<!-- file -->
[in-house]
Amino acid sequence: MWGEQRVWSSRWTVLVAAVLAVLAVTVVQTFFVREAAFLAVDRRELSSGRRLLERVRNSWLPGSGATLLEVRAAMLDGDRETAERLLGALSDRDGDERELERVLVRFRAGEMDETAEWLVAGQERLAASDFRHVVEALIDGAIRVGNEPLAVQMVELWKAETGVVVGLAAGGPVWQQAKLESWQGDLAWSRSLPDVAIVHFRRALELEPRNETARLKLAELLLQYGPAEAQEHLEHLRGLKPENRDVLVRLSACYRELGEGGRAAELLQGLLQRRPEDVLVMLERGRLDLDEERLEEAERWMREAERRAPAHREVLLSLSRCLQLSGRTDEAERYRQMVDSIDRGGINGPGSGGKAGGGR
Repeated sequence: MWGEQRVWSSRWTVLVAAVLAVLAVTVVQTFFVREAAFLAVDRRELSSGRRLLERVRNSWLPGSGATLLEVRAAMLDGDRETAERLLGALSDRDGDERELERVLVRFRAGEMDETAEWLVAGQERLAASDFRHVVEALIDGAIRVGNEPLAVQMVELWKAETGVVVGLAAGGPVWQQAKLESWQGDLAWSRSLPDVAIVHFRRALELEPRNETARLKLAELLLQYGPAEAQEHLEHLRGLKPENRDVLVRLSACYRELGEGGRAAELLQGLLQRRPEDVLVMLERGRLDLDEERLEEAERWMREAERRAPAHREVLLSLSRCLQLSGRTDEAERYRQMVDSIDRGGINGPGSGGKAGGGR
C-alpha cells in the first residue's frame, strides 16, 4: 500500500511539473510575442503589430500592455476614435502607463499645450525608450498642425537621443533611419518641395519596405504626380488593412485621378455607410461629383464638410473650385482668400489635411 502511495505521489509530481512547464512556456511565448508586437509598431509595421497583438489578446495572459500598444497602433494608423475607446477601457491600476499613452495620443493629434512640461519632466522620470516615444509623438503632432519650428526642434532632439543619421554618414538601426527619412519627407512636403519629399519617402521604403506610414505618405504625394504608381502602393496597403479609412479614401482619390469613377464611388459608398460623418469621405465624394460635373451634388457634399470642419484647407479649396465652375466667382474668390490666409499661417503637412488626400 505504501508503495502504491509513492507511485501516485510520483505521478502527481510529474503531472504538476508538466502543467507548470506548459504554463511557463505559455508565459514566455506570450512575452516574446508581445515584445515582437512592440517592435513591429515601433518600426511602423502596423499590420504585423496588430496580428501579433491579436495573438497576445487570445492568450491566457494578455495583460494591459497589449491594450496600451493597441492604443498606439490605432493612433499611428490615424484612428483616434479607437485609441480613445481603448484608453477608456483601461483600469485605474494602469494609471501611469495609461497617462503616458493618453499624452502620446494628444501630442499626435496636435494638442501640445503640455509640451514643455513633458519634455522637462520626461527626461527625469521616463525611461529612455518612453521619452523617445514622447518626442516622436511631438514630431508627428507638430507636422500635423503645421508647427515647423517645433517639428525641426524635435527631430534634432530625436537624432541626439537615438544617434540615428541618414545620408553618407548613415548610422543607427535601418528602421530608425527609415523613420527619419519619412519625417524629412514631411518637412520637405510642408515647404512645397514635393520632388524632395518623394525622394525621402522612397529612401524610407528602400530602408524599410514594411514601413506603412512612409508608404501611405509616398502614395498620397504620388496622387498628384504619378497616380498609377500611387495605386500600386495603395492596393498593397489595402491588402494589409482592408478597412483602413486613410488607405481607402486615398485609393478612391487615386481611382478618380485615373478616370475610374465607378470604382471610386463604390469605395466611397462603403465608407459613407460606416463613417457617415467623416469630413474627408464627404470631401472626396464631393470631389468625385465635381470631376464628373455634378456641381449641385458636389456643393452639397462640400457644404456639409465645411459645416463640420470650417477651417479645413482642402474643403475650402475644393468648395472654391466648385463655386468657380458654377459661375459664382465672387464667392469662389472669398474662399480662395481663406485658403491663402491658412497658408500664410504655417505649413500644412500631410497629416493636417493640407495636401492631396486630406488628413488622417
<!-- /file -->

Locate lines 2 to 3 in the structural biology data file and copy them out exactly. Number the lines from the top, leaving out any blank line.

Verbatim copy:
Amino acid sequence: MWGEQRVWSSRWTVLVAAVLAVLAVTVVQTFFVREAAFLAVDRRELSSGRRLLERVRNSWLPGSGATLLEVRAAMLDGDRETAERLLGALSDRDGDERELERVLVRFRAGEMDETAEWLVAGQERLAASDFRHVVEALIDGAIRVGNEPLAVQMVELWKAETGVVVGLAAGGPVWQQAKLESWQGDLAWSRSLPDVAIVHFRRALELEPRNETARLKLAELLLQYGPAEAQEHLEHLRGLKPENRDVLVRLSACYRELGEGGRAAELLQGLLQRRPEDVLVMLERGRLDLDEERLEEAERWMREAERRAPAHREVLLSLSRCLQLSGRTDEAERYRQMVDSIDRGGINGPGSGGKAGGGR
Repeated sequence: MWGEQRVWSSRWTVLVAAVLAVLAVTVVQTFFVREAAFLAVDRRELSSGRRLLERVRNSWLPGSGATLLEVRAAMLDGDRETAERLLGALSDRDGDERELERVLVRFRAGEMDETAEWLVAGQERLAASDFRHVVEALIDGAIRVGNEPLAVQMVELWKAETGVVVGLAAGGPVWQQAKLESWQGDLAWSRSLPDVAIVHFRRALELEPRNETARLKLAELLLQYGPAEAQEHLEHLRGLKPENRDVLVRLSACYRELGEGGRAAELLQGLLQRRPEDVLVMLERGRLDLDEERLEEAERWMREAERRAPAHREVLLSLSRCLQLSGRTDEAERYRQMVDSIDRGGINGPGSGGKAGGGR